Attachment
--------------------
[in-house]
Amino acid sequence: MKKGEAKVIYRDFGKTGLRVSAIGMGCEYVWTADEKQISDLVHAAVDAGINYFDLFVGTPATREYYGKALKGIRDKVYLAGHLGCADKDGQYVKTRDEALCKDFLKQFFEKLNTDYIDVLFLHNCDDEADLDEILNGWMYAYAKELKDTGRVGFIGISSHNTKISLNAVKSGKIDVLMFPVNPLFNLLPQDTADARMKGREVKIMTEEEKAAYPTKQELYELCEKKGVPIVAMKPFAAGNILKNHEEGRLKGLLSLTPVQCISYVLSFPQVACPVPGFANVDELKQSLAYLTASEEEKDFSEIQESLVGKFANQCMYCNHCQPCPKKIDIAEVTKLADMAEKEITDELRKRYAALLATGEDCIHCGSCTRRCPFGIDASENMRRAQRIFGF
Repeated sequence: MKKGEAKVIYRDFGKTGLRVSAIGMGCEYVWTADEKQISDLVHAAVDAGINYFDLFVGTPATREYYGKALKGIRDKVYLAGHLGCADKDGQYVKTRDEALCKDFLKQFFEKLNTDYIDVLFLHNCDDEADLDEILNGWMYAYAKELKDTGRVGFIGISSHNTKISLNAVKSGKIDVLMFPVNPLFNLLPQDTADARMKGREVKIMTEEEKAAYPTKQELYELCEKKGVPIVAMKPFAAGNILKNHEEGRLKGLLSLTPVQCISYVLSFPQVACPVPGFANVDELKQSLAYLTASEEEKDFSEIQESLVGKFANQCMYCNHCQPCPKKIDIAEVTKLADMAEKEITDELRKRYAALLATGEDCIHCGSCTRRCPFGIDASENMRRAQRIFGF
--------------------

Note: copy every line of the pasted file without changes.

[in-house]
Amino acid sequence: MKKGEAKVIYRDFGKTGLRVSAIGMGCEYVWTADEKQISDLVHAAVDAGINYFDLFVGTPATREYYGKALKGIRDKVYLAGHLGCADKDGQYVKTRDEALCKDFLKQFFEKLNTDYIDVLFLHNCDDEADLDEILNGWMYAYAKELKDTGRVGFIGISSHNTKISLNAVKSGKIDVLMFPVNPLFNLLPQDTADARMKGREVKIMTEEEKAAYPTKQELYELCEKKGVPIVAMKPFAAGNILKNHEEGRLKGLLSLTPVQCISYVLSFPQVACPVPGFANVDELKQSLAYLTASEEEKDFSEIQESLVGKFANQCMYCNHCQPCPKKIDIAEVTKLADMAEKEITDELRKRYAALLATGEDCIHCGSCTRRCPFGIDASENMRRAQRIFGF
Repeated sequence: MKKGEAKVIYRDFGKTGLRVSAIGMGCEYVWTADEKQISDLVHAAVDAGINYFDLFVGTPATREYYGKALKGIRDKVYLAGHLGCADKDGQYVKTRDEALCKDFLKQFFEKLNTDYIDVLFLHNCDDEADLDEILNGWMYAYAKELKDTGRVGFIGISSHNTKISLNAVKSGKIDVLMFPVNPLFNLLPQDTADARMKGREVKIMTEEEKAAYPTKQELYELCEKKGVPIVAMKPFAAGNILKNHEEGRLKGLLSLTPVQCISYVLSFPQVACPVPGFANVDELKQSLAYLTASEEEKDFSEIQESLVGKFANQCMYCNHCQPCPKKIDIAEVTKLADMAEKEITDELRKRYAALLATGEDCIHCGSCTRRCPFGIDASENMRRAQRIFGF